So, now Jesus exists, however based upon two sources (one you’re describing as ridiculous), he was a killer of violent temperament. Personally I’d consider the use of a third or forth century document like the gospel of Judas very wishful, especially so if the same scholar who used the source didn’t respect the authority of the far earlier Pauline epistals.
Thus far you’ve dismissed the classical Jesus as peace maker for a fringe violent Jesus because of two quotations and a lone figured described by Josephus (doing so for the reasons that follow):
1. They share names
2. They’re both charged with attacking people
3. They each travelled from Galilee
4. They’re both associated with fishermen
5. They have each been charged with sedition
Regarding part one. Nearly 20% of the male population of the Jewish people had one of two popular names (Simone & Joseph). 40% of the female population had one of two popular names. The commonality in naming practises was part of why people were identified as “son of” or “of Nazareth”, or even by their profession. Each being used as clarifiers. Jesus Ben Sapphias isn’t Jesus Ben Joseph. Furthermore. . .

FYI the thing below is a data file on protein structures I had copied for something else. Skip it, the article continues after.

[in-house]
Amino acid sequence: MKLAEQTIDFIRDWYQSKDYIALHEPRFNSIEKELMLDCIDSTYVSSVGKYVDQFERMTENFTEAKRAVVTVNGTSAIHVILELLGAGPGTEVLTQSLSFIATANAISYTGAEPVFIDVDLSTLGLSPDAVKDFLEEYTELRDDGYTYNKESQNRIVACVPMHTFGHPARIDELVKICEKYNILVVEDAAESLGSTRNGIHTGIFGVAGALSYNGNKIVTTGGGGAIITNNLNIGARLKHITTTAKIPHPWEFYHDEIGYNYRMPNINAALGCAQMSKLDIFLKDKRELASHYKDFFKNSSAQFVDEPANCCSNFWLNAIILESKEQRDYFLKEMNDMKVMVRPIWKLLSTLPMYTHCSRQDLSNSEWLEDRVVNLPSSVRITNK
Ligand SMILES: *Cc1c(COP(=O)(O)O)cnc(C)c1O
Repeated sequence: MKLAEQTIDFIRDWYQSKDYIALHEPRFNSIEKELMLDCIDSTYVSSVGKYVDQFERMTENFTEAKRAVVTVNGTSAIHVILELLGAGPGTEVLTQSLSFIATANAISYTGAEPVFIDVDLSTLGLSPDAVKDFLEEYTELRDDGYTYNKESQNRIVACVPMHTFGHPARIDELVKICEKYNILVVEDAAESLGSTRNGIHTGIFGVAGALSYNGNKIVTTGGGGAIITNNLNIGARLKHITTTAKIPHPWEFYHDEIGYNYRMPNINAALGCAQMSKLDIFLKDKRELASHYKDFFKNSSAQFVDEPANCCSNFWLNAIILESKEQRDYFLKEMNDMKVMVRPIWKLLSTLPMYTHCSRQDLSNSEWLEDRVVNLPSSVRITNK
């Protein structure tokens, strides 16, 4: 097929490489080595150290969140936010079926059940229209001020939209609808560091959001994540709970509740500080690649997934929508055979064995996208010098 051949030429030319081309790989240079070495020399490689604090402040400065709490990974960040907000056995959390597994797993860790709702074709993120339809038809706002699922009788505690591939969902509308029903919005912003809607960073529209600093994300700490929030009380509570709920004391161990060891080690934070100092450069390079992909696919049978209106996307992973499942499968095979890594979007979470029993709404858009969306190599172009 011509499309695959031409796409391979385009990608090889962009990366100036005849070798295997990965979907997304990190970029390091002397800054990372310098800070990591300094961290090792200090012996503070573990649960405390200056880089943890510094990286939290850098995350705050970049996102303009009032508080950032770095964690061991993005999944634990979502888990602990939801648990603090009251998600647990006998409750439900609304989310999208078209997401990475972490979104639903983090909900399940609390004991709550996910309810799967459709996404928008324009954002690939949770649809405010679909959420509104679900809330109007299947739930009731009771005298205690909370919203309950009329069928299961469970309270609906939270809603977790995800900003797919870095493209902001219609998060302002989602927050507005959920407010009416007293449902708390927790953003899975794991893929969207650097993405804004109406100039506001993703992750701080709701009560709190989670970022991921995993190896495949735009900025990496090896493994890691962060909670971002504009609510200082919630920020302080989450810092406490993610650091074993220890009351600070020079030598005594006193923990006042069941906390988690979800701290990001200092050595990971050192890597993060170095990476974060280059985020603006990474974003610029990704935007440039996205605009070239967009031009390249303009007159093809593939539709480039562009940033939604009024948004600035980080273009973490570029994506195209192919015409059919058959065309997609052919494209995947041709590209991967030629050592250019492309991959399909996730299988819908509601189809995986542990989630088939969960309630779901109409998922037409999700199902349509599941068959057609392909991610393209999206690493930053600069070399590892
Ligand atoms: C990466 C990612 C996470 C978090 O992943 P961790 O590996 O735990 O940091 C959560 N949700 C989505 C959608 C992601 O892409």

* Josephus (born 37AD) wrote as if Jesus Ben Sapphias was his contemporary. Whereas traditions concerning Jesus Christ have predated these dates. Jesus Ben Sapphias is even described as “plundering furniture,” which Josephus charges himself with retrieving (none of these events being contemporaneous with Jesus Christ).
* Josephus described Jesus Ben Sapphias as “governor of Tiberias.” In addition to being a high priest and general appointed by Ananus. Whereas Jesus Christ, who clearly predated these men and events according to the material we do have, has been identified as a carpenter and the son of a carpenter.
* Galilee (as every good student of Josephus knows) produced “the most notorious leaders of the Jewish fight against Rome.” In addition to being where “children were trained for war.” It’s no surprise violent men came from this location.